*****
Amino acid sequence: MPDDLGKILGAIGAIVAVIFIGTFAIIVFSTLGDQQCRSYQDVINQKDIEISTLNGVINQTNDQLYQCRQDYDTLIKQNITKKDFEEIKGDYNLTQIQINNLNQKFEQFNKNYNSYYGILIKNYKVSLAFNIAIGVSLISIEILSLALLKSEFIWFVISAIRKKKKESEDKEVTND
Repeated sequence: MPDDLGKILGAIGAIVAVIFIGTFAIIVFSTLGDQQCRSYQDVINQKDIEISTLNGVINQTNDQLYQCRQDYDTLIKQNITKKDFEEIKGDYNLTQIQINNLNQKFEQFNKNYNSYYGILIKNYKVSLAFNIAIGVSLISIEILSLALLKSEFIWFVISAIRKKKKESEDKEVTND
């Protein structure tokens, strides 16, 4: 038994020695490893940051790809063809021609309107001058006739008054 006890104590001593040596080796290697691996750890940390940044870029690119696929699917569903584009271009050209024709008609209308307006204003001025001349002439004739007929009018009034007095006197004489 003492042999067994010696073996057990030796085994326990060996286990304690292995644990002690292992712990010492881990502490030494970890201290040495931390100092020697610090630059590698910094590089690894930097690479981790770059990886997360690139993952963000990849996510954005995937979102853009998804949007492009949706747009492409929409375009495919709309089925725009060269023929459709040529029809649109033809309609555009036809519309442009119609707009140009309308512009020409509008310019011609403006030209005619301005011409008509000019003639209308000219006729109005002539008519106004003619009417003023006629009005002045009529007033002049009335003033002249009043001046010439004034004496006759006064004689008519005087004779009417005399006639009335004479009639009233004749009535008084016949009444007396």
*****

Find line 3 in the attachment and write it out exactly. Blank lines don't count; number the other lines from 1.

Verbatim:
């Protein structure tokens, strides 16, 4: 038994020695490893940051790809063809021609309107001058006739008054 006890104590001593040596080796290697691996750890940390940044870029690119696929699917569903584009271009050209024709008609209308307006204003001025001349002439004739007929009018009034007095006197004489 003492042999067994010696073996057990030796085994326990060996286990304690292995644990002690292992712990010492881990502490030494970890201290040495931390100092020697610090630059590698910094590089690894930097690479981790770059990886997360690139993952963000990849996510954005995937979102853009998804949007492009949706747009492409929409375009495919709309089925725009060269023929459709040529029809649109033809309609555009036809519309442009119609707009140009309308512009020409509008310019011609403006030209005619301005011409008509000019003639209308000219006729109005002539008519106004003619009417003023006629009005002045009529007033002049009335003033002249009043001046010439004034004496006759006064004689008519005087004779009417005399006639009335004479009639009233004749009535008084016949009444007396």